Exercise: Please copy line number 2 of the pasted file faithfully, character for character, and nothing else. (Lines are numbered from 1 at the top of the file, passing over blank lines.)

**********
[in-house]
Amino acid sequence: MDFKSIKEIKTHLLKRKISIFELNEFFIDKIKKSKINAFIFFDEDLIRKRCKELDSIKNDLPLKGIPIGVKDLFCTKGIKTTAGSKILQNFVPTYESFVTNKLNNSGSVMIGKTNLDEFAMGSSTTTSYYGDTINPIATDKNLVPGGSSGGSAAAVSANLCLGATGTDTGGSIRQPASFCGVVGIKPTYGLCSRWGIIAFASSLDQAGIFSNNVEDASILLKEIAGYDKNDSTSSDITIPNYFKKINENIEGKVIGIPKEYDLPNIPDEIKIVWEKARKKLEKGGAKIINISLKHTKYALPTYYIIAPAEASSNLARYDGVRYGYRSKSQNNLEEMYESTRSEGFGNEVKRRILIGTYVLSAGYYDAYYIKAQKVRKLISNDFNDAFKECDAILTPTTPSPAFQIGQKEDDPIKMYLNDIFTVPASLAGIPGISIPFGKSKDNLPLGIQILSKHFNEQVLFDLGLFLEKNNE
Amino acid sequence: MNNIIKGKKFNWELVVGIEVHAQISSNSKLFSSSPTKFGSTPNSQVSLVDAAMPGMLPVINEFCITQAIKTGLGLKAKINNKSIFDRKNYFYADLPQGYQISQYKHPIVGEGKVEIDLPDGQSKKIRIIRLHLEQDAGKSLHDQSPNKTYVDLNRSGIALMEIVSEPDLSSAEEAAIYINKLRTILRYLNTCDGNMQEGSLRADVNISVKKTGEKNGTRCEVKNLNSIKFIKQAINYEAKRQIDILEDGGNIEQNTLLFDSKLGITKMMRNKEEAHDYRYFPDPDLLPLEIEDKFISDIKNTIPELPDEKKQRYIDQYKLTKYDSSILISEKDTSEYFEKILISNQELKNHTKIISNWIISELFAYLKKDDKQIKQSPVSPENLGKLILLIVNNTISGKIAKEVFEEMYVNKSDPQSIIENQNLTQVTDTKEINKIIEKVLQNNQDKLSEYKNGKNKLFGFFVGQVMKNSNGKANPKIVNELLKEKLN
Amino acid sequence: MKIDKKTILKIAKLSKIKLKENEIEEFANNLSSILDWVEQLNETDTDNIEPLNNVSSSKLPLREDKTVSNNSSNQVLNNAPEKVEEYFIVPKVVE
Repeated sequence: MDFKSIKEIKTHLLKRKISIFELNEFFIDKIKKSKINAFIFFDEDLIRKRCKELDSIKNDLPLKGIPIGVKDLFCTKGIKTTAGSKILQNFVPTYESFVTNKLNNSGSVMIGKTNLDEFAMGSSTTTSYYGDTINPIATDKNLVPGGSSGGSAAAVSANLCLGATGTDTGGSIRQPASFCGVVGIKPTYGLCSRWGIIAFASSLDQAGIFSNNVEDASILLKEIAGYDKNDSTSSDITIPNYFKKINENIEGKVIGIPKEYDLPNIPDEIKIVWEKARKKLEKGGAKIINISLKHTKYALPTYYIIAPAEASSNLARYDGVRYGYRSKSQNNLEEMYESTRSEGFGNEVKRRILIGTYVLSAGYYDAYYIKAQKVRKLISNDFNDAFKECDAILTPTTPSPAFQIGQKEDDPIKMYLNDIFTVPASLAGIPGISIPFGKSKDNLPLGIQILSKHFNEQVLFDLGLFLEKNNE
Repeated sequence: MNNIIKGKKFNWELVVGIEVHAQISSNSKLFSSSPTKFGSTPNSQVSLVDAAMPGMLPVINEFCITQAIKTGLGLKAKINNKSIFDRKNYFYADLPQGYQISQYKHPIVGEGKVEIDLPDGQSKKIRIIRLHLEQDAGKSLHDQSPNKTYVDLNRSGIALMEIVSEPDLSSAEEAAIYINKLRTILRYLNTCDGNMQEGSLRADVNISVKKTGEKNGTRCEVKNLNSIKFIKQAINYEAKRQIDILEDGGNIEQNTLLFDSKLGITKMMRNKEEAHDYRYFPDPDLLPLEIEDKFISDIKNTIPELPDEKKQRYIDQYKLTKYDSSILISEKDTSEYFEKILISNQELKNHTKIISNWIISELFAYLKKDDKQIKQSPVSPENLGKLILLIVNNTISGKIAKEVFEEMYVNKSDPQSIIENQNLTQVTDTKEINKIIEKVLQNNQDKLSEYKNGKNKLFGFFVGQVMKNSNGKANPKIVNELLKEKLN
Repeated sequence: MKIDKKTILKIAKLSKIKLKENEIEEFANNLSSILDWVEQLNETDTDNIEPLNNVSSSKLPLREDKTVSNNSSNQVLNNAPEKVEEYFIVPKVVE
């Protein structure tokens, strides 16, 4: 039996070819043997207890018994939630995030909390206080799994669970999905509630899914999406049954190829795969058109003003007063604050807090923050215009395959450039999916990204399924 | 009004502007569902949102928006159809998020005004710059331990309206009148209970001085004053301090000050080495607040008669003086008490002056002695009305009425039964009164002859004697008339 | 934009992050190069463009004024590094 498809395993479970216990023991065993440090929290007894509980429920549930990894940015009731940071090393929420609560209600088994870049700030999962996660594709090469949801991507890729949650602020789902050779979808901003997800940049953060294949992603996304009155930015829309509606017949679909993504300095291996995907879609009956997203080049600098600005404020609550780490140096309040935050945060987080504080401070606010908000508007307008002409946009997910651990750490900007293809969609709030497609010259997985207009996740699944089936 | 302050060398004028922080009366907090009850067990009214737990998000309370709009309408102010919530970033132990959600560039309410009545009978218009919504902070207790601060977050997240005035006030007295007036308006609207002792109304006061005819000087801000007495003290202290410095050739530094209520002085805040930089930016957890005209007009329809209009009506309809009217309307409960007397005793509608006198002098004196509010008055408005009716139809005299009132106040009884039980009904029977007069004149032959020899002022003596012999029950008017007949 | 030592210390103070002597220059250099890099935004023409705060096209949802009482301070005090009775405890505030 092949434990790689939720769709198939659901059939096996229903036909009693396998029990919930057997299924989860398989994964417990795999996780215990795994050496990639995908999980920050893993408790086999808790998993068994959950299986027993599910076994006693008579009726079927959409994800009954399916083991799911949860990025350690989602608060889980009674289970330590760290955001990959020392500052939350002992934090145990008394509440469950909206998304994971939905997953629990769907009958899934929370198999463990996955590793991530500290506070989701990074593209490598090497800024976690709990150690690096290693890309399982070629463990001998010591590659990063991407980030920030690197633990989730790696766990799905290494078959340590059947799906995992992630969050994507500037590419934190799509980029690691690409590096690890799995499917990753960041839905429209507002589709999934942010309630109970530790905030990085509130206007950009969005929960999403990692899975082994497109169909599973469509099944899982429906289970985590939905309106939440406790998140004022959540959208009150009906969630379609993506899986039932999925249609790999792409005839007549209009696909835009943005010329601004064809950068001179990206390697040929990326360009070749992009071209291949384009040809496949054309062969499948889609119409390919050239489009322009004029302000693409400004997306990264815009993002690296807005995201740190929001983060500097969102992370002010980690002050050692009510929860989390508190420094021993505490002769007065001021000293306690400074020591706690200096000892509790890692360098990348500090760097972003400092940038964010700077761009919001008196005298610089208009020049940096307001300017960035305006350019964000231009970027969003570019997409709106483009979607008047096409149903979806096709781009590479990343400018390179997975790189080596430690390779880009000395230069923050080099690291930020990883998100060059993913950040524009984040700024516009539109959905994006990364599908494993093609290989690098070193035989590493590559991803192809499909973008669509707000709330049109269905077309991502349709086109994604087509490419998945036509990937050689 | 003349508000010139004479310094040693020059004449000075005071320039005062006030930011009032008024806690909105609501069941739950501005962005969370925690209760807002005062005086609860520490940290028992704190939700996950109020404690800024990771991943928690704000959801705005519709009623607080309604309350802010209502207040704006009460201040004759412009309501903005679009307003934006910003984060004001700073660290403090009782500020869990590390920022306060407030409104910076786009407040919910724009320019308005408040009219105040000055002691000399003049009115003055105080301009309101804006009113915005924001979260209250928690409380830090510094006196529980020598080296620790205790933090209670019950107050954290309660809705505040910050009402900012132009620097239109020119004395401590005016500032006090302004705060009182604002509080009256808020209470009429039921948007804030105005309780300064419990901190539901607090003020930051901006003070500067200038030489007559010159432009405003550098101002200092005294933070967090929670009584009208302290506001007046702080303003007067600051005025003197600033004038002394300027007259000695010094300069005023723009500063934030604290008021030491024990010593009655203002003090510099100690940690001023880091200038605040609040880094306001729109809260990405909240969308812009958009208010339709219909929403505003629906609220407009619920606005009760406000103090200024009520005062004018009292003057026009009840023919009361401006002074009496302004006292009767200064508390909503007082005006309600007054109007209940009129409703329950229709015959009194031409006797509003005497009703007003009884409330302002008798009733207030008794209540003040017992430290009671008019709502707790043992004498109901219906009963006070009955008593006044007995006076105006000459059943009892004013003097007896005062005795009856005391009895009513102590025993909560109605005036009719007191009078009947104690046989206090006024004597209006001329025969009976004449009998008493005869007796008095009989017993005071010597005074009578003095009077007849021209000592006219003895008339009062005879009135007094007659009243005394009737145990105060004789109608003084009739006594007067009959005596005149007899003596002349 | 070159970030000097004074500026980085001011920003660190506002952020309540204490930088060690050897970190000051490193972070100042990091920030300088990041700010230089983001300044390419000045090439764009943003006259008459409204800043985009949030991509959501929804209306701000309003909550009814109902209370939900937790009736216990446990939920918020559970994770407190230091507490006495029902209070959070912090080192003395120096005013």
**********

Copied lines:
Amino acid sequence: MDFKSIKEIKTHLLKRKISIFELNEFFIDKIKKSKINAFIFFDEDLIRKRCKELDSIKNDLPLKGIPIGVKDLFCTKGIKTTAGSKILQNFVPTYESFVTNKLNNSGSVMIGKTNLDEFAMGSSTTTSYYGDTINPIATDKNLVPGGSSGGSAAAVSANLCLGATGTDTGGSIRQPASFCGVVGIKPTYGLCSRWGIIAFASSLDQAGIFSNNVEDASILLKEIAGYDKNDSTSSDITIPNYFKKINENIEGKVIGIPKEYDLPNIPDEIKIVWEKARKKLEKGGAKIINISLKHTKYALPTYYIIAPAEASSNLARYDGVRYGYRSKSQNNLEEMYESTRSEGFGNEVKRRILIGTYVLSAGYYDAYYIKAQKVRKLISNDFNDAFKECDAILTPTTPSPAFQIGQKEDDPIKMYLNDIFTVPASLAGIPGISIPFGKSKDNLPLGIQILSKHFNEQVLFDLGLFLEKNNE